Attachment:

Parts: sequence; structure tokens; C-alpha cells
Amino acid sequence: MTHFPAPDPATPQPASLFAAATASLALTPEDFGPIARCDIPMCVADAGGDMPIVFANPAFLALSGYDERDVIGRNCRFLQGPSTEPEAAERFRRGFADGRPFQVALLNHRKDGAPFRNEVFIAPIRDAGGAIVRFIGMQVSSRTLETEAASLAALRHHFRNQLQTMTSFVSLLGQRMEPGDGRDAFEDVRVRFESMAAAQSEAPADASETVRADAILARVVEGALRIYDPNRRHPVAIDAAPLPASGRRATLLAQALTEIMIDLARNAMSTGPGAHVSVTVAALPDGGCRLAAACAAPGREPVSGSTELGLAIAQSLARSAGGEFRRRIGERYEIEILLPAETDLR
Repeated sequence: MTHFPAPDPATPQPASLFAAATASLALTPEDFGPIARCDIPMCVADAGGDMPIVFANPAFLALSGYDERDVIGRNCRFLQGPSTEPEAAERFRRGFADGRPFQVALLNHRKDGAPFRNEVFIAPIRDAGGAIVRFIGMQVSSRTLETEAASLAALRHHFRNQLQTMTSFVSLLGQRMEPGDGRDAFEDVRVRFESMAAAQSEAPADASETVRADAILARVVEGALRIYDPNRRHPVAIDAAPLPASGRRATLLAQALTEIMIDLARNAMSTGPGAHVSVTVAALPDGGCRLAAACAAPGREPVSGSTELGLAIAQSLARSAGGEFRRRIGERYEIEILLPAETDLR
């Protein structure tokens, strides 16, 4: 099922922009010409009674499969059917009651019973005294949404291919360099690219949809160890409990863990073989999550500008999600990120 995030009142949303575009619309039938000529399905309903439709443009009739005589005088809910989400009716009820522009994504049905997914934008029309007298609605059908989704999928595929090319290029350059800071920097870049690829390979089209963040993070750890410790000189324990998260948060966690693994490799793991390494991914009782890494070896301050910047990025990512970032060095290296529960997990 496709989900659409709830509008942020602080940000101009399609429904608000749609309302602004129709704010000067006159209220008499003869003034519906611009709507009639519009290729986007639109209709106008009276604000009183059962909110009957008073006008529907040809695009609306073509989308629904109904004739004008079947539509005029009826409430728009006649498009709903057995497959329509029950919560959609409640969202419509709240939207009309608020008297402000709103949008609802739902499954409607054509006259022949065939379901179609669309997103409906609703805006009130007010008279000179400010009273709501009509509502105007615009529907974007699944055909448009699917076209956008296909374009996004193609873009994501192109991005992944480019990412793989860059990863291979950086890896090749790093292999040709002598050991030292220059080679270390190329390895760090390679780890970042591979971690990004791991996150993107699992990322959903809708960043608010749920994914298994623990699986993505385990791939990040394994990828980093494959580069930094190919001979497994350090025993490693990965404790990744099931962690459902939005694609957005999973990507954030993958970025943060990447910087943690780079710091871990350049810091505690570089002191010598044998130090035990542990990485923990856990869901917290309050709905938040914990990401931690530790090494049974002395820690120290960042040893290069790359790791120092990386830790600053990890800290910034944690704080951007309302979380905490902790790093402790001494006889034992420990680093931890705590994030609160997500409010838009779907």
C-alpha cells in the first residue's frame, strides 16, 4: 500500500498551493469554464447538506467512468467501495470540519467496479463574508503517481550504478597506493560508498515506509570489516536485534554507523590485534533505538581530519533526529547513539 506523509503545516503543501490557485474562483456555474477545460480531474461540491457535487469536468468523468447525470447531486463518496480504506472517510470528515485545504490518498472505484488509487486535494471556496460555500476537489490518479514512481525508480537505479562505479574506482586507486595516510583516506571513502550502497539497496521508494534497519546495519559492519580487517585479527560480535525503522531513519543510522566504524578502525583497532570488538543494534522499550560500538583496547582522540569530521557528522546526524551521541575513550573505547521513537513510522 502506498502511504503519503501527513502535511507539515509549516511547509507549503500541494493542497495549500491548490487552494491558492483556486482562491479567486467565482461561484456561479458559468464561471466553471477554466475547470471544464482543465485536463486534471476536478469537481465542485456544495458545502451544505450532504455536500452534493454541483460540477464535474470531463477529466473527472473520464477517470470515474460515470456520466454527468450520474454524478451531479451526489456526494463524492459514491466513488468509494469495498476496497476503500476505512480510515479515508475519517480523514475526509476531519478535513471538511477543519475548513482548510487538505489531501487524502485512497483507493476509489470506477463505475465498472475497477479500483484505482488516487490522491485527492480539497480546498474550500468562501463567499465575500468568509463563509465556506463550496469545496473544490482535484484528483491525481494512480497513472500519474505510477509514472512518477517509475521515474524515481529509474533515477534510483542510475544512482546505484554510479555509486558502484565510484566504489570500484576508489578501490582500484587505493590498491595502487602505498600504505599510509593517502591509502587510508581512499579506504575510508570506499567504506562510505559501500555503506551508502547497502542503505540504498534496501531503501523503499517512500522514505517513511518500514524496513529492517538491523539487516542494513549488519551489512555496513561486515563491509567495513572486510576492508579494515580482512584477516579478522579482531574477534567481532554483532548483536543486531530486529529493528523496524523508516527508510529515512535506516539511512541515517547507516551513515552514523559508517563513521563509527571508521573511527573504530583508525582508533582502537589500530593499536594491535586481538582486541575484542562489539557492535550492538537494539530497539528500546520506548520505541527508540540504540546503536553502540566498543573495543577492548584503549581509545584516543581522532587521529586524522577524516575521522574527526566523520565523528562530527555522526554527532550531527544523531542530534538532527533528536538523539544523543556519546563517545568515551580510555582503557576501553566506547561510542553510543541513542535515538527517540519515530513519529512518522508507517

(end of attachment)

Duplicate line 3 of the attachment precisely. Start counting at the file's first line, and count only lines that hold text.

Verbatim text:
Repeated sequence: MTHFPAPDPATPQPASLFAAATASLALTPEDFGPIARCDIPMCVADAGGDMPIVFANPAFLALSGYDERDVIGRNCRFLQGPSTEPEAAERFRRGFADGRPFQVALLNHRKDGAPFRNEVFIAPIRDAGGAIVRFIGMQVSSRTLETEAASLAALRHHFRNQLQTMTSFVSLLGQRMEPGDGRDAFEDVRVRFESMAAAQSEAPADASETVRADAILARVVEGALRIYDPNRRHPVAIDAAPLPASGRRATLLAQALTEIMIDLARNAMSTGPGAHVSVTVAALPDGGCRLAAACAAPGREPVSGSTELGLAIAQSLARSAGGEFRRRIGERYEIEILLPAETDLR